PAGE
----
Hi Elaine, my dad grew some good tomatoes, I remember when we where little he asked us how would we know that the tomatoe is ripe at night. finnaly he told us the ripe tomatoe stays warm in the dark, the green would cool of . We could hardly wait to get dark that night so we can see if he is wright. He was. We never had a trash service, we used up all the vegt. cutting in the campost pile, the bottles we collected for jam and canining,in beer bottles we used to put away the cherries in the brandy, paper we used to start fire in the morning, and all the left overs, which it was not to much of , we fed a pig from April till Dec. Usualy we had a pig 300 lb by the first week in Dec. and we made our own sasauge,ham and all the rest of the good stuff. I could live like that again, but I want my washer and dryer, at home it was the wash tub and clothes line.
Lauren, no I haven't jumped ship. Just have not made time to sit at computer this year. After I came back from Holland after my father's passing, I was very very tired, and I was shocked to find it so hot . It took a lot out of me. It was nice and warm when I left (early May). A lot of yard was in desperate need of attention. On top of all this my DH got laid off just prior to me rushing to Holland, soooooo. There was too much going on. He still hasn't found something new but is busy, has some interviews but...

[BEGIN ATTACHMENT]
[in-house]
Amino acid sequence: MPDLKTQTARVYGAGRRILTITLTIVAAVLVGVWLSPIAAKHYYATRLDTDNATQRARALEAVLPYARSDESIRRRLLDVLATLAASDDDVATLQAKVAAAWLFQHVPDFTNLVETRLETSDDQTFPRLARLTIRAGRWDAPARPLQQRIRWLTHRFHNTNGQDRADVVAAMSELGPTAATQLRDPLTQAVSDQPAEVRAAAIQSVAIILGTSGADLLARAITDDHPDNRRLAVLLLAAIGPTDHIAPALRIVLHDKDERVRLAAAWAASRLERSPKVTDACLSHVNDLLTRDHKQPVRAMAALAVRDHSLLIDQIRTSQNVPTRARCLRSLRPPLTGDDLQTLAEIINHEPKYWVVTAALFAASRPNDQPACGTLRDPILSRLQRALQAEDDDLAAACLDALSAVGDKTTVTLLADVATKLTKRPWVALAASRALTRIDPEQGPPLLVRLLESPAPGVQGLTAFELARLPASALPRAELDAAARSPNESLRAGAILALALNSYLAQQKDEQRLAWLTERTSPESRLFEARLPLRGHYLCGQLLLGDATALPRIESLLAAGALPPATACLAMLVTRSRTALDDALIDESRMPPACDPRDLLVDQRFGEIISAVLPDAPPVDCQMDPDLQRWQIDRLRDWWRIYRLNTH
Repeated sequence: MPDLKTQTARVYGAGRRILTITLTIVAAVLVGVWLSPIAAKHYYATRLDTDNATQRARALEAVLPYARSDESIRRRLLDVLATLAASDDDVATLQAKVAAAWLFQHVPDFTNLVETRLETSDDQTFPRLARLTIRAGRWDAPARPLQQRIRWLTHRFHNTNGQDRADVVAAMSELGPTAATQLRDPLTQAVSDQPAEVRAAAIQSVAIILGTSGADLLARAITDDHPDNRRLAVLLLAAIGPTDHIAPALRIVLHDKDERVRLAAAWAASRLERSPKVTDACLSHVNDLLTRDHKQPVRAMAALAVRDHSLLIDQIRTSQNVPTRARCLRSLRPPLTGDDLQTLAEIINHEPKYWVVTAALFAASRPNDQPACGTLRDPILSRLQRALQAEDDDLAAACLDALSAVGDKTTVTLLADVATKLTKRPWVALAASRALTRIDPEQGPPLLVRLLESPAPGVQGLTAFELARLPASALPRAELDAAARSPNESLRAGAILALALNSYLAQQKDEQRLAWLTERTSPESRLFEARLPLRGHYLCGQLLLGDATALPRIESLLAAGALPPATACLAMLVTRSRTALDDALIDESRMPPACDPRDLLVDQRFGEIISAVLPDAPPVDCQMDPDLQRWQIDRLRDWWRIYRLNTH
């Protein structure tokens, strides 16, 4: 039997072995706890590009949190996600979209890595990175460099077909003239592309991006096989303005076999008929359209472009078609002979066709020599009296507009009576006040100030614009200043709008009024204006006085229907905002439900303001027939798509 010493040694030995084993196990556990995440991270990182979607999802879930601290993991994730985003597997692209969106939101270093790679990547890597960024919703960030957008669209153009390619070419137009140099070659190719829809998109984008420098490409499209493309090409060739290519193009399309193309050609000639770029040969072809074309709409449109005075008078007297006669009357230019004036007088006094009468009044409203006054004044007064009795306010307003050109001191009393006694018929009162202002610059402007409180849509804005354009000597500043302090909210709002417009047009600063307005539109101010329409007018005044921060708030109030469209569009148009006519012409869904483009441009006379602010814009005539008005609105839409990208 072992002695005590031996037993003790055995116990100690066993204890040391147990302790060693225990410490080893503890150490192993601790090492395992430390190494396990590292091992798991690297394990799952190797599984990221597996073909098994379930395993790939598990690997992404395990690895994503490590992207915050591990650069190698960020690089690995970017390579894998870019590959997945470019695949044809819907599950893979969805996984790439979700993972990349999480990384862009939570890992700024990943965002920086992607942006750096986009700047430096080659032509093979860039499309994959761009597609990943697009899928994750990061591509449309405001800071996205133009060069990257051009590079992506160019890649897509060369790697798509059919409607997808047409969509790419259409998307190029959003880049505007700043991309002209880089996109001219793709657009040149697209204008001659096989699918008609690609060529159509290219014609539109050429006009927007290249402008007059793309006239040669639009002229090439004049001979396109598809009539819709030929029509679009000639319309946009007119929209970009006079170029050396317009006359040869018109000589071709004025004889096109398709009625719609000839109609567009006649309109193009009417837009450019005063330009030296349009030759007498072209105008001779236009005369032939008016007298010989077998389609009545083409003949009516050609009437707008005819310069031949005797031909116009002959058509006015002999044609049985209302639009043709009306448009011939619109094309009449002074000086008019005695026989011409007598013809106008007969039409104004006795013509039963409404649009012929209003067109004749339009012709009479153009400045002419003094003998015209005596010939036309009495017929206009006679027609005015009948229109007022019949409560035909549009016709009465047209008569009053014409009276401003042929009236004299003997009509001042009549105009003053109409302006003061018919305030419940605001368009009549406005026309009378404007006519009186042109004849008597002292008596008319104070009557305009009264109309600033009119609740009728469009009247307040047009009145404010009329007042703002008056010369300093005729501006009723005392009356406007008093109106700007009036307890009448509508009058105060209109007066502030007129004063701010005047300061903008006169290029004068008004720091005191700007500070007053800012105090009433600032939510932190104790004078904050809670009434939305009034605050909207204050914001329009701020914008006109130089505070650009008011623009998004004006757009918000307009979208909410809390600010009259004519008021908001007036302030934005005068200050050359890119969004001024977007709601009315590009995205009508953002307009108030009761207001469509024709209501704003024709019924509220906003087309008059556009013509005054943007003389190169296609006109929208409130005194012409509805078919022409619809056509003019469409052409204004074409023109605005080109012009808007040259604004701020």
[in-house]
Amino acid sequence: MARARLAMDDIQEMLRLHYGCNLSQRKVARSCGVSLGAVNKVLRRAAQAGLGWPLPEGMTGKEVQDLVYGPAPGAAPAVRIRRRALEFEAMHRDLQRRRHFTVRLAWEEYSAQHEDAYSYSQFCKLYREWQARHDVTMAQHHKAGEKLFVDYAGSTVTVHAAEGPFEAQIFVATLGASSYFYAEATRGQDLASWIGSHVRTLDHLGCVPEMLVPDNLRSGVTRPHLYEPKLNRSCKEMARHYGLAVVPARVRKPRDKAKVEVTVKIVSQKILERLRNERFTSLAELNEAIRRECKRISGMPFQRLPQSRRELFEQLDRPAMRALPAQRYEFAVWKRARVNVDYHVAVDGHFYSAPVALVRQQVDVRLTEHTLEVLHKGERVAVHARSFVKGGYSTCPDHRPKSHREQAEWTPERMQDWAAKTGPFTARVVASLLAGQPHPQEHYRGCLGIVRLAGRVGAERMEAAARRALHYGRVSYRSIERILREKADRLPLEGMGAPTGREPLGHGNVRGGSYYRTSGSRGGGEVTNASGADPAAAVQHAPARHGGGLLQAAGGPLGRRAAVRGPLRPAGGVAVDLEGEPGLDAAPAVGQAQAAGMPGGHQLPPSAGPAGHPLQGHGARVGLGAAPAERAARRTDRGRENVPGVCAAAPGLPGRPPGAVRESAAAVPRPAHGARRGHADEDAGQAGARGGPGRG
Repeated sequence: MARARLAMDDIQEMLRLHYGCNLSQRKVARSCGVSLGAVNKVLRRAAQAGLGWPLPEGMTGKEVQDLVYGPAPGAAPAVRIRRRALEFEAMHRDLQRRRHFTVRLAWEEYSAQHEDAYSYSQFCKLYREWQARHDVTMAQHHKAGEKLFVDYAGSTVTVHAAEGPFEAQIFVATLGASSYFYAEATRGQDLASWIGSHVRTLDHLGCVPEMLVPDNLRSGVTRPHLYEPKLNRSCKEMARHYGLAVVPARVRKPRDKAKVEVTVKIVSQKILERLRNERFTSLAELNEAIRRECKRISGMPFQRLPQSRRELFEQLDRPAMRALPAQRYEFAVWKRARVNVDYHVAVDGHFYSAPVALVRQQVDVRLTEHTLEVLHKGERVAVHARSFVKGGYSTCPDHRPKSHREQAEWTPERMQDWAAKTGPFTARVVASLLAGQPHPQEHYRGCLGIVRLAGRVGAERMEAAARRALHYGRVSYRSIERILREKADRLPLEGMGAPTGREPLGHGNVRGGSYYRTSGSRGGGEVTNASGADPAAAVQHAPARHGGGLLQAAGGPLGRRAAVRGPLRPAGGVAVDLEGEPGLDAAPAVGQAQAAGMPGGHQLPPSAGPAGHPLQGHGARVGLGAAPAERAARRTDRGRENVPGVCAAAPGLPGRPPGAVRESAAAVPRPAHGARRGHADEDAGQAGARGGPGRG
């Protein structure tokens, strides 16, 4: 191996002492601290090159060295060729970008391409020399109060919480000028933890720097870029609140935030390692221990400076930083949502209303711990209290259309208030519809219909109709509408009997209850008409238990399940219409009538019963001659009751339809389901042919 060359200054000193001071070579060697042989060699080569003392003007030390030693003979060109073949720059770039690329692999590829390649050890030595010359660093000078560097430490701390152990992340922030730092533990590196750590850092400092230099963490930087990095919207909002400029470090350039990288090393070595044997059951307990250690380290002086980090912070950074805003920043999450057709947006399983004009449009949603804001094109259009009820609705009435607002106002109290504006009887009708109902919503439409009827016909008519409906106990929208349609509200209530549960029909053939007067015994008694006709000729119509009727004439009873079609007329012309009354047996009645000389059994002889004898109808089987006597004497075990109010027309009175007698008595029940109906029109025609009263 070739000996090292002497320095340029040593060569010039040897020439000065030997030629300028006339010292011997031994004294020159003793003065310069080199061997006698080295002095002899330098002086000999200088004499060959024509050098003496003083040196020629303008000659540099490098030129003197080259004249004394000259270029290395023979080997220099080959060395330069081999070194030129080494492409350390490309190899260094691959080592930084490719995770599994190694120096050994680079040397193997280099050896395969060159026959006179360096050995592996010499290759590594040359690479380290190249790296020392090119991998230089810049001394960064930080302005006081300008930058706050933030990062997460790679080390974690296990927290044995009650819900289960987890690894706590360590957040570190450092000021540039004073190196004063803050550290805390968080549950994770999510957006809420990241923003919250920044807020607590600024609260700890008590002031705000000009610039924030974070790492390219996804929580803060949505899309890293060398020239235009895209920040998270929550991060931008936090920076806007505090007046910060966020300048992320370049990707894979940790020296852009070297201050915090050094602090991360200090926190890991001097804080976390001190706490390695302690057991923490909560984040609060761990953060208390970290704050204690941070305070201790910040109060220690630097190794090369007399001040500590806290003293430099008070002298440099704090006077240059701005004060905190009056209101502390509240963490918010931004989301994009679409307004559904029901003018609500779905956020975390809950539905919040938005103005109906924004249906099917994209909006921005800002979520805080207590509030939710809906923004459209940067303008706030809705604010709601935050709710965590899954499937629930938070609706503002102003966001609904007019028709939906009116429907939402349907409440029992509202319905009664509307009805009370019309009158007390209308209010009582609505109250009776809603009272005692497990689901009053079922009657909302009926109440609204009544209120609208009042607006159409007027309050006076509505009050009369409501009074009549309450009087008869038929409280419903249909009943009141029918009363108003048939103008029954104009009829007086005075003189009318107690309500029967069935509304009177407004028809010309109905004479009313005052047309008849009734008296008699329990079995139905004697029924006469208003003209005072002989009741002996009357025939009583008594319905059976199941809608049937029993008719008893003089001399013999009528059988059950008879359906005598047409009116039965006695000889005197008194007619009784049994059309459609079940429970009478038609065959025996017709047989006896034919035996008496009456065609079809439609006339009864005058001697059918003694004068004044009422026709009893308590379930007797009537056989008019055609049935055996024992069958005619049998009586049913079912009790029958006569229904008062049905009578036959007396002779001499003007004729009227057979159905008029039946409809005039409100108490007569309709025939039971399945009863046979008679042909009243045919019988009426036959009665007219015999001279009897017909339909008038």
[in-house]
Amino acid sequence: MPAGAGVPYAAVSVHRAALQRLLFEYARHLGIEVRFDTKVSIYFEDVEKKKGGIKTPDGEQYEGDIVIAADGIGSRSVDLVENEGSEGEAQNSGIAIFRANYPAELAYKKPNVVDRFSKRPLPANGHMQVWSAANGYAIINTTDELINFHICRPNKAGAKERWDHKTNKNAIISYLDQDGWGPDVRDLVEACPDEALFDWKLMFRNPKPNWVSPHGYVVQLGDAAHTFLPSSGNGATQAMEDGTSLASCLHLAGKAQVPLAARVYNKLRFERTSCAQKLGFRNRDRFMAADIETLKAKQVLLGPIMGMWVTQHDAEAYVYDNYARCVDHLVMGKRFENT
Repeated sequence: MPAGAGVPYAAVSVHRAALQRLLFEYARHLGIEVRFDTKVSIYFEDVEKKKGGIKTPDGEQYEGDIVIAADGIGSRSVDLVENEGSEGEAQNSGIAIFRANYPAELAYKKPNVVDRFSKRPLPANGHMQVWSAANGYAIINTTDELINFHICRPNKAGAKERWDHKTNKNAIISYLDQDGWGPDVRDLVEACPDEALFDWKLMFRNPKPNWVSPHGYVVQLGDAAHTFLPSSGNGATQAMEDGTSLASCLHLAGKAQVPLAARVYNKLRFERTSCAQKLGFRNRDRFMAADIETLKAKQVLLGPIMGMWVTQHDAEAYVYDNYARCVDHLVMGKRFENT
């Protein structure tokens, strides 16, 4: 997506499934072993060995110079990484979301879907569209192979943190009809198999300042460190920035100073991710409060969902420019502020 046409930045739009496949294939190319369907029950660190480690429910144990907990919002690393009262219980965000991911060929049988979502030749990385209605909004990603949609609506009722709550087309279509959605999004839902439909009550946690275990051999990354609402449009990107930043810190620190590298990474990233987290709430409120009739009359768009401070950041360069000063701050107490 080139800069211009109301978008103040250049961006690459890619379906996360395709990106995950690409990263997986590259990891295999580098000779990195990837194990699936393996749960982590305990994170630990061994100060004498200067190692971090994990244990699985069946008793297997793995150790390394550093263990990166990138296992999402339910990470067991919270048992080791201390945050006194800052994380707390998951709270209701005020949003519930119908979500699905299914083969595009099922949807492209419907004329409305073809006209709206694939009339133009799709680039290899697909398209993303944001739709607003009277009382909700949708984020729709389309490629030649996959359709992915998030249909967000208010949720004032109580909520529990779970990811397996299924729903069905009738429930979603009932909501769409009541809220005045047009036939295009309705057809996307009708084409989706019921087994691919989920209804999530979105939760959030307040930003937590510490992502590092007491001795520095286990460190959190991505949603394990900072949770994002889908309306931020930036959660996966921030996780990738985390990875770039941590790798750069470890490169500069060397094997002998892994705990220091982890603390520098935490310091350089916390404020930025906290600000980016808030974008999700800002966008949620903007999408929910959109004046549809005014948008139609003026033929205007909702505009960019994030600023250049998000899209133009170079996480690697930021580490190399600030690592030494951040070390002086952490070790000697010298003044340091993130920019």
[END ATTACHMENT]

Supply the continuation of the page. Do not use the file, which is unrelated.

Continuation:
I have begun WS. Never done it but every one is raving about it, so I thought I'd give it a try. We'll see. I hope that yard will look a bit better this year, I'm planning to give it my full devotion!